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NCJ Number: 74056 Find in a Library
Title: Citizen's Guide to the Illinois Juvenile Court Act
Corporate Author: League of Women Voters of Illinois
United States of America
Date Published: 1979
Page Count: 8
Sponsoring Agency: Illinois Law Enforcement Cmssn (see Illinois Criminal Justice Information Authority)

League of Women Voters of Illinois
Chicago, IL 60603
Language: English
Country: United States of America
Annotation: This brochure describes the history of the Illinois Juvenile Court Act and explains each of the act's provisions.
Abstract: The brochure was produced by the Illinois Juvenile Court Watching Project under a grant to the League of Women Voters of Illinois from the Illinois Law Enforcement Commission. Illinois' current Juvenile Court Act went into effect in 1966. Many of the amendments to the act since 1966 have reflected concern for children's rights to the protection, care, and guidance specified in the law's preamble. Although the juvenile court's original goal was to have judges act in the place of a parent, it became evident that in some cases the court's decisions infringed on children's basic rights. In response to this problem, a series of court and legislative actions assuring certain rights to children and their families has developed. Three landmark U.S. Supreme Court decisions have also affected these developments. The Illinois Juvenile Court Act's first article clarifies the guardianship, legal custody, and residual rights of parents. It defines who has authority to make decisions regarding a child's welfare in such matters as the right to consent to marriage, to enlistment, or to surgical treatment. The second article recognizes four jurisdictional categories: delinquent minors, minors otherwise in need of supervision, neglected minors, and dependent minors. It also covers venue, relationship to criminal proceedings, confinement with adult prisoners, fingerprints and photographs, and confidentiality of records. The other six articles cover temporary custody, detention and shelter care, steps in the juvenile justice process, dispositions, and court services and personnel. A suggested reading list is provided.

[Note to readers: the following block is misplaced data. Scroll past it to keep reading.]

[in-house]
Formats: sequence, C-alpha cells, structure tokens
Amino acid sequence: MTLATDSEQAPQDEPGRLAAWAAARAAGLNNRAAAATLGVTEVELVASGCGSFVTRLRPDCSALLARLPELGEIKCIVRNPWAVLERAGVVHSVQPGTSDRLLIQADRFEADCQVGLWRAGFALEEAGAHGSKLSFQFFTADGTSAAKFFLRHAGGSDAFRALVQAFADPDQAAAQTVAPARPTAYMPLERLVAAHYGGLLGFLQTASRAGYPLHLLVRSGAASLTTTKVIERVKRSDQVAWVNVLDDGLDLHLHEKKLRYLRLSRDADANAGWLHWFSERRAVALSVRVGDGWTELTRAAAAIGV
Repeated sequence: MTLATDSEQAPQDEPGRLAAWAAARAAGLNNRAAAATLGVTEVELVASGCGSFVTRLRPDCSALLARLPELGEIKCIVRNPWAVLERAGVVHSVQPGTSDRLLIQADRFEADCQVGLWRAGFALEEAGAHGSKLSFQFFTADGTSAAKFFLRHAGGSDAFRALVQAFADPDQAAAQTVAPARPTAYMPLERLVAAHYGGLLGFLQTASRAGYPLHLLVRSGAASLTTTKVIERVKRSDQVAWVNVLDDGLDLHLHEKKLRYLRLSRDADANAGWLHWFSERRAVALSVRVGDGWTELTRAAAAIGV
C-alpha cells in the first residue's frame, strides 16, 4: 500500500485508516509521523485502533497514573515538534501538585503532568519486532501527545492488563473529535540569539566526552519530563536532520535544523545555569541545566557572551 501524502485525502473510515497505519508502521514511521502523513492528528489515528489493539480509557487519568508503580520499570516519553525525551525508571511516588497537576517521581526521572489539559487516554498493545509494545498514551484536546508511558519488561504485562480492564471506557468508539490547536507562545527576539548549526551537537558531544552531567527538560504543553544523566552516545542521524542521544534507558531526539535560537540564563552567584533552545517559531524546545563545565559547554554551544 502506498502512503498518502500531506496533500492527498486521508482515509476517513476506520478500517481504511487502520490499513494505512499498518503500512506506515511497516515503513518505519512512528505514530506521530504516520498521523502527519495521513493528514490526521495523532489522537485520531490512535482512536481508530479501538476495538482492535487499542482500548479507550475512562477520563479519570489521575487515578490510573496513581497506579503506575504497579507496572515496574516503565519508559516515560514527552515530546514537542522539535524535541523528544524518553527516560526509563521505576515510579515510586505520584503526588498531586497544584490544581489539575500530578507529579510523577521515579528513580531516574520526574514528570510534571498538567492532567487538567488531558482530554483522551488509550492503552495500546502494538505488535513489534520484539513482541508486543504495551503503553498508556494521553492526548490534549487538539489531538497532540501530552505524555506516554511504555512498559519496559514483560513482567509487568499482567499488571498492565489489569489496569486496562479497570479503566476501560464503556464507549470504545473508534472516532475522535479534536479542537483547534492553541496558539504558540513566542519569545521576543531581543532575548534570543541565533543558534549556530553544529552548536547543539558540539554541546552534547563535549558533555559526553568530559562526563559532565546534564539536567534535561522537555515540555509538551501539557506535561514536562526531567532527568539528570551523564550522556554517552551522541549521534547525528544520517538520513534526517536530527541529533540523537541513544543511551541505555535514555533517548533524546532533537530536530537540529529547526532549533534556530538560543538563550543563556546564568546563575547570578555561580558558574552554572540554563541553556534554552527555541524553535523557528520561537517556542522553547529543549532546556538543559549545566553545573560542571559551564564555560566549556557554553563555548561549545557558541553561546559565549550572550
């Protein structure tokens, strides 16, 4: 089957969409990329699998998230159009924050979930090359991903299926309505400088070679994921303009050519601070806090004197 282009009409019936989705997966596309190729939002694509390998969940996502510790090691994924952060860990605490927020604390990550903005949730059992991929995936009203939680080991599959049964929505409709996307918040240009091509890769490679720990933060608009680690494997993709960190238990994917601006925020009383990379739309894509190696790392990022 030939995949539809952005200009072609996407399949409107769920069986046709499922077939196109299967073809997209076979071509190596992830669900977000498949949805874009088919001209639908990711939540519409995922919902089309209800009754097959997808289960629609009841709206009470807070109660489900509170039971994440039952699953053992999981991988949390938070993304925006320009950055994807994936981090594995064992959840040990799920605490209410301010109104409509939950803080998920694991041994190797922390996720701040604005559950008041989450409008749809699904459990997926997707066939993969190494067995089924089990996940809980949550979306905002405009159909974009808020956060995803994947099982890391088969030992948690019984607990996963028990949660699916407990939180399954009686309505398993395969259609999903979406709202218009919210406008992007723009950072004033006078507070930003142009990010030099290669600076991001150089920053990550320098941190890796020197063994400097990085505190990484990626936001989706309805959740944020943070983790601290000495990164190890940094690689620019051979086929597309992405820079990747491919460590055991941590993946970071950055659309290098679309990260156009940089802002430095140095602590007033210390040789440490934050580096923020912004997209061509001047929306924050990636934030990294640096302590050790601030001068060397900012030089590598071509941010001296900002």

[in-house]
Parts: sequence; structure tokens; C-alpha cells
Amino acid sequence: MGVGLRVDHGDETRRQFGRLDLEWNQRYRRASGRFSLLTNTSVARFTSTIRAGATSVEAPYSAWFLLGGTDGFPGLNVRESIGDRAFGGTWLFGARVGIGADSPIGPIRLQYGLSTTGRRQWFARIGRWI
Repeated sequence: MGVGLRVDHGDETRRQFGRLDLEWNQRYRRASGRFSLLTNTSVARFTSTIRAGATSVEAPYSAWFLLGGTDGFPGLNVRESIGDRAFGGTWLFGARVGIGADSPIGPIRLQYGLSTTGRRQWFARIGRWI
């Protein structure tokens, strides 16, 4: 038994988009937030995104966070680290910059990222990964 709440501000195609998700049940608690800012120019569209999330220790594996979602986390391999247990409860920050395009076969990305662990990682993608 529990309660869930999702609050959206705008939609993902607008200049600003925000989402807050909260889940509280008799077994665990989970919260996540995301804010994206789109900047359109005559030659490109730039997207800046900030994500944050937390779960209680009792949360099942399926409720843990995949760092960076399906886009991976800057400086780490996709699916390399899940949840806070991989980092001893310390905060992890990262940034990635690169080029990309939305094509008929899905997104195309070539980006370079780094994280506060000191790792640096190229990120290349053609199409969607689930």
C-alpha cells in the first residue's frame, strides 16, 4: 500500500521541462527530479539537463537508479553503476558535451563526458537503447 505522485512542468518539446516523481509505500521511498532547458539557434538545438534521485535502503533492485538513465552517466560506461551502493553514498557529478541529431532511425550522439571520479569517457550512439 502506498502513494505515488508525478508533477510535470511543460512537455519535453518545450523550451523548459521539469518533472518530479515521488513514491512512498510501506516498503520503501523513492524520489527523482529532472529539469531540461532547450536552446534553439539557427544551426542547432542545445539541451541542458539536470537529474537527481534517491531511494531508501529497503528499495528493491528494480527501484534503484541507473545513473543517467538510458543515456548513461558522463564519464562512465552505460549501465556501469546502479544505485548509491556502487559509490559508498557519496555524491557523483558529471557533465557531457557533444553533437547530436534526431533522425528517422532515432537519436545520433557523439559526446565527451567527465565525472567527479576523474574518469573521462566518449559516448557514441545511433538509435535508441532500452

Index Term(s): Illinois; Juvenile codes; Rights of minors
Note: Illinois Juvenile Court Watching Project
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